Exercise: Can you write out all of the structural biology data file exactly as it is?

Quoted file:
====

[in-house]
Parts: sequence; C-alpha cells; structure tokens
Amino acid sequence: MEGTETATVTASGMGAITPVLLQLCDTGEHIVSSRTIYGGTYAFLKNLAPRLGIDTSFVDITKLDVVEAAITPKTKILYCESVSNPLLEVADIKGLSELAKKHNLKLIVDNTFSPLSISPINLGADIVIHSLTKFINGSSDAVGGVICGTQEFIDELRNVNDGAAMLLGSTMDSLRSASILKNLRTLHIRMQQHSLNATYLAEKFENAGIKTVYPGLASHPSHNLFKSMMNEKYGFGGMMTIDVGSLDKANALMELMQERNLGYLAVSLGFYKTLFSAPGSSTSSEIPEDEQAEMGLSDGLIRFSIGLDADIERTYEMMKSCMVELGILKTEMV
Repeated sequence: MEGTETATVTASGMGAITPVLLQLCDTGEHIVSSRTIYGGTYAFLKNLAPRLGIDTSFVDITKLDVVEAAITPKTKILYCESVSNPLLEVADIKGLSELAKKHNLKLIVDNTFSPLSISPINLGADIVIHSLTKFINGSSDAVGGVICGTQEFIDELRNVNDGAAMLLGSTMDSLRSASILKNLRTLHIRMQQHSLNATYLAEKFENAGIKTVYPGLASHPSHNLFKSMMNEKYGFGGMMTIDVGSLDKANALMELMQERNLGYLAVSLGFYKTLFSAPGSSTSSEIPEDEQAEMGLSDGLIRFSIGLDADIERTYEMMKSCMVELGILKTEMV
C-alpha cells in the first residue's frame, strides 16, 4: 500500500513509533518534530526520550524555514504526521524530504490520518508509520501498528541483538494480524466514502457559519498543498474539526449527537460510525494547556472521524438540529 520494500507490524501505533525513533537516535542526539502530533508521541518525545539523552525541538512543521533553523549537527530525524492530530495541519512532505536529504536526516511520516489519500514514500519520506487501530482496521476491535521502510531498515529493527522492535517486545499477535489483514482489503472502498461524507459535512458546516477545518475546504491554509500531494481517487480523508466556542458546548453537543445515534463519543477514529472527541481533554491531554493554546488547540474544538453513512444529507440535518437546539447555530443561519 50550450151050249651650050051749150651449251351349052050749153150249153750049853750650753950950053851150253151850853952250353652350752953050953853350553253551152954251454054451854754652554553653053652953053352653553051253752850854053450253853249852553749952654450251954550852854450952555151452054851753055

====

[in-house]
Parts: sequence; C-alpha cells; structure tokens
Amino acid sequence: MEGTETATVTASGMGAITPVLLQLCDTGEHIVSSRTIYGGTYAFLKNLAPRLGIDTSFVDITKLDVVEAAITPKTKILYCESVSNPLLEVADIKGLSELAKKHNLKLIVDNTFSPLSISPINLGADIVIHSLTKFINGSSDAVGGVICGTQEFIDELRNVNDGAAMLLGSTMDSLRSASILKNLRTLHIRMQQHSLNATYLAEKFENAGIKTVYPGLASHPSHNLFKSMMNEKYGFGGMMTIDVGSLDKANALMELMQERNLGYLAVSLGFYKTLFSAPGSSTSSEIPEDEQAEMGLSDGLIRFSIGLDADIERTYEMMKSCMVELGILKTEMV
Repeated sequence: MEGTETATVTASGMGAITPVLLQLCDTGEHIVSSRTIYGGTYAFLKNLAPRLGIDTSFVDITKLDVVEAAITPKTKILYCESVSNPLLEVADIKGLSELAKKHNLKLIVDNTFSPLSISPINLGADIVIHSLTKFINGSSDAVGGVICGTQEFIDELRNVNDGAAMLLGSTMDSLRSASILKNLRTLHIRMQQHSLNATYLAEKFENAGIKTVYPGLASHPSHNLFKSMMNEKYGFGGMMTIDVGSLDKANALMELMQERNLGYLAVSLGFYKTLFSAPGSSTSSEIPEDEQAEMGLSDGLIRFSIGLDADIERTYEMMKSCMVELGILKTEMV
C-alpha cells in the first residue's frame, strides 16, 4: 500500500513509533518534530526520550524555514504526521524530504490520518508509520501498528541483538494480524466514502457559519498543498474539526449527537460510525494547556472521524438540529 520494500507490524501505533525513533537516535542526539502530533508521541518525545539523552525541538512543521533553523549537527530525524492530530495541519512532505536529504536526516511520516489519500514514500519520506487501530482496521476491535521502510531498515529493527522492535517486545499477535489483514482489503472502498461524507459535512458546516477545518475546504491554509500531494481517487480523508466556542458546548453537543445515534463519543477514529472527541481533554491531554493554546488547540474544538453513512444529507440535518437546539447555530443561519 50550450151050249651650050051749150651449251351349052050749153150249153750049853750650753950950053851150253151850853952250353652350752953050953853350553253551152954251454054451854754652554553653053652953053352653553051253752850854053450253853249852553749952654450251954550852854450952555151452054851753055